Saturday, October 4, 2014

Son (Lois Lowry)

I loved this book. Although it does stand alone just fine, it made me want to go back and read The Giver again as well as the other books in this series.

In Son, there is an interesting idea that all choices must be for the good of the community. Even when Claire is escaping so she can see her son, she needs to kill a nest full of baby chicks, despite the mother bird's desperate attempts to drive Clare away this theme persists. She has to destroy their home for the good of what she wants to accomplish. However, some people just aren't made to not have feelings. They feel love for their children. And in the end, you can overcome evil if you don't let it overcome you. I also thought the theme of water leading to freedom was interesting. Even Gabe's toy, a hippo, is a strong water animal. Water is a part of all the big events in this story. It is interesting too that Gabe's gift is 'veering' or seeing things from another person's perspective. It changes him. I loved it when he veered into his Mentor's mind to try to get some answers on a test. Instead what he felt was the great love his teacher has for all his students.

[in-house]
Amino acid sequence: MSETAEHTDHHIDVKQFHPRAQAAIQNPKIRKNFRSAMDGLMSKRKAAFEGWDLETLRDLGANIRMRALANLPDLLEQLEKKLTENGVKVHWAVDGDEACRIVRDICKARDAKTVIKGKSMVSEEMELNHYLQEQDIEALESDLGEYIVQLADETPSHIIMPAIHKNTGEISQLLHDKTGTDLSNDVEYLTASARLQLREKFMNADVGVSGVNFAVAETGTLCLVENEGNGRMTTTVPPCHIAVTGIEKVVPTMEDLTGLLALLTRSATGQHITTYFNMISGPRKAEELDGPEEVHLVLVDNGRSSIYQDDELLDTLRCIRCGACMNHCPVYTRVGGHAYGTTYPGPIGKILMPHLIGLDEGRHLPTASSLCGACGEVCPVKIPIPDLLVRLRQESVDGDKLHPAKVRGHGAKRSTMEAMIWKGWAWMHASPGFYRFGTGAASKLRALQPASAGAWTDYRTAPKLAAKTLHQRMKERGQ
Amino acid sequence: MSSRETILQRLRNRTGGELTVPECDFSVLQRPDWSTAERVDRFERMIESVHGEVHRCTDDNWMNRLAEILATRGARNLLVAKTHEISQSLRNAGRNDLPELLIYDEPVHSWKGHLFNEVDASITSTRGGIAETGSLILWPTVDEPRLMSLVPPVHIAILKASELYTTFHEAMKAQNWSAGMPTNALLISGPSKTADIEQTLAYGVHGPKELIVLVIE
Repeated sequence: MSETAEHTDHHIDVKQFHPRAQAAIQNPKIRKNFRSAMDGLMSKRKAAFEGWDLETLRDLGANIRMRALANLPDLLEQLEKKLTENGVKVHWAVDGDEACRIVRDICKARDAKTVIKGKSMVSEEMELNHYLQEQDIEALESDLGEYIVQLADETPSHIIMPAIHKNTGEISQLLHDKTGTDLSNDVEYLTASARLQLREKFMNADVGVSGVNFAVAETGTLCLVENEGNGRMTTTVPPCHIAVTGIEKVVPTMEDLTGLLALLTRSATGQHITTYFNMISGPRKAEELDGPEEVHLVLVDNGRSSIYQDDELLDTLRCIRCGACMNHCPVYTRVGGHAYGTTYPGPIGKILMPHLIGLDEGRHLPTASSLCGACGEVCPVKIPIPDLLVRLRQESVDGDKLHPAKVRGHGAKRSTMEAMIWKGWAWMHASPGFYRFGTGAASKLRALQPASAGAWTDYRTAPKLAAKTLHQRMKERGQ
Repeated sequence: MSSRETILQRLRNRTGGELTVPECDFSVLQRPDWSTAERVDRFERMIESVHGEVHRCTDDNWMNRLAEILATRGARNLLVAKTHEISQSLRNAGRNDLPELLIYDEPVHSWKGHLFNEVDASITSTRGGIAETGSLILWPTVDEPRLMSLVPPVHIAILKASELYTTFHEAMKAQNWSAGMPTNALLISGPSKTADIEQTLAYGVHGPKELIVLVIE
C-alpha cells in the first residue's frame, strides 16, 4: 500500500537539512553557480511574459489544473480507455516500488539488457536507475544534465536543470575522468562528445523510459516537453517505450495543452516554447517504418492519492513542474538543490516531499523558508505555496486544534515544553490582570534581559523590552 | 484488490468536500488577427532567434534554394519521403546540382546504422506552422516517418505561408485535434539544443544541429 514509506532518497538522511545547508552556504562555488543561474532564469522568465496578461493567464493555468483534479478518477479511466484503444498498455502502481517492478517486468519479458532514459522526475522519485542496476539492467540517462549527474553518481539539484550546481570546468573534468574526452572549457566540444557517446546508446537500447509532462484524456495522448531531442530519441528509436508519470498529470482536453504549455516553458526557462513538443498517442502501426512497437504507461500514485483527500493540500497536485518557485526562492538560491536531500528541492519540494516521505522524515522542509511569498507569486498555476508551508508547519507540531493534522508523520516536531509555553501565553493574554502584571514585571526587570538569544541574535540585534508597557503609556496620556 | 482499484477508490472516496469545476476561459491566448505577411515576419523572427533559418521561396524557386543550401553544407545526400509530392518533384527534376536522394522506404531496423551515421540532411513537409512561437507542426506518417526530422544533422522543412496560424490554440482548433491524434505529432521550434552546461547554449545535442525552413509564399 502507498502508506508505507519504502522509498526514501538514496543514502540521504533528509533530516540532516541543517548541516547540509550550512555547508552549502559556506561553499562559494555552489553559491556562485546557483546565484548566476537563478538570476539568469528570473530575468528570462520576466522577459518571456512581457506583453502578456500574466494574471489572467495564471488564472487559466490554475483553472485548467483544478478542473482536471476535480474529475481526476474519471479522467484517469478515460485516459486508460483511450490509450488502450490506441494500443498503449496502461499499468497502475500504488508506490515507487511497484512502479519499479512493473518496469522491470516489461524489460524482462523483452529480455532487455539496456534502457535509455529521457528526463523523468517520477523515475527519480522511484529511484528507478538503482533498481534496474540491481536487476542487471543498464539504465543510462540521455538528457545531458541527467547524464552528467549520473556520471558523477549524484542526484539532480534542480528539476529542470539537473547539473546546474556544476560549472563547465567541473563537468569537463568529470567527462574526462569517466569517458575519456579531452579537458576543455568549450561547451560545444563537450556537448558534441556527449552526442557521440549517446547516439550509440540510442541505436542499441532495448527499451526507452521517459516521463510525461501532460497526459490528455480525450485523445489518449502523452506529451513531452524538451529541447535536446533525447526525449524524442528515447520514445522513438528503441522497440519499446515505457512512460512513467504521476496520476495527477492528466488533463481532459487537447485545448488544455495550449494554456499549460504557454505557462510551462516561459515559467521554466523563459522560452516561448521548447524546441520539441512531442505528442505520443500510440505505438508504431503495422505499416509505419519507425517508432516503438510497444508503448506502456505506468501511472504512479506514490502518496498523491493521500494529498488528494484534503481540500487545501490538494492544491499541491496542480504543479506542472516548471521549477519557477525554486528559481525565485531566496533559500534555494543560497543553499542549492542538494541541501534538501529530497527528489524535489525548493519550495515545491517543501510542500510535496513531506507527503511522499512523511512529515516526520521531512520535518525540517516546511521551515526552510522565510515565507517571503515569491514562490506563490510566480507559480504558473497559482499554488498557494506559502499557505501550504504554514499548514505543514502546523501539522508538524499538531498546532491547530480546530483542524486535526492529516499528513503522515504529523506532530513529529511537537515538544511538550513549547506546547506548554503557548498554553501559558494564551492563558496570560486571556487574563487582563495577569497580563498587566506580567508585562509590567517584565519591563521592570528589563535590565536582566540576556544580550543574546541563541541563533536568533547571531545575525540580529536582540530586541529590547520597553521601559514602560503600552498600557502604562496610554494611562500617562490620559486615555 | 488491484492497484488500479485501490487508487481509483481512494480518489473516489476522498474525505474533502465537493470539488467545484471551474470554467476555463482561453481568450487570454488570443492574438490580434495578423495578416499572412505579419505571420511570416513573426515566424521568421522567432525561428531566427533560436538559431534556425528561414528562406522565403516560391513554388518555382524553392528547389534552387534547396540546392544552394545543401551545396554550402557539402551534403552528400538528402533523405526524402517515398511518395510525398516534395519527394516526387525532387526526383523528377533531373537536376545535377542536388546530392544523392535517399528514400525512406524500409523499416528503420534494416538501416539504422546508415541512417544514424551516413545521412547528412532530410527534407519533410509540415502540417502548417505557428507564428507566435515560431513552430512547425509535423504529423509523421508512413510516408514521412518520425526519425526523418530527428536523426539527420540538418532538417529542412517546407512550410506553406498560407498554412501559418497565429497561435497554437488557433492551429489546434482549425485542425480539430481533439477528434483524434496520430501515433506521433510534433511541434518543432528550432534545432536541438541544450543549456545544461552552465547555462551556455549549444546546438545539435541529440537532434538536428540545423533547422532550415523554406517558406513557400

p. 107
She turned away, feeling tears well in her eyes. What on earth was the matter with her? No one else seemed to feel this kind of passionate attachment to other humans. Not to a new child, not to a spouse, or coworker, or friend. She had not felt it toward her own parents or brother. But now, toward this wobbly, drooling toddler--

p. 181

"On that day, the day I tended you," Alys said to Clarei, "I saw your wound."
"Your belly."
Claire placed her hand there protectively. She looked at the ground. "I don't --"she began, then flatered.
"It's a grievous wound. Someone tended it, stitched it up. There are the marks."
"I know," Claire whispered.
"One day it will come back to your mind, like everything else."
"But I fear this: that you will not be able to give birth. I think it has been taken from you."
Claire was silent.
 Alys leaned forward and turned the flame higher in the oil lamp. It was darkening outside. "There are other ways a woman finds worth," she said in a firm, knowing voice.

P. 367 He was right to refuse. It was my journey and I had to do it without help. I had to find my own strengths, face my own fears. And now you must.

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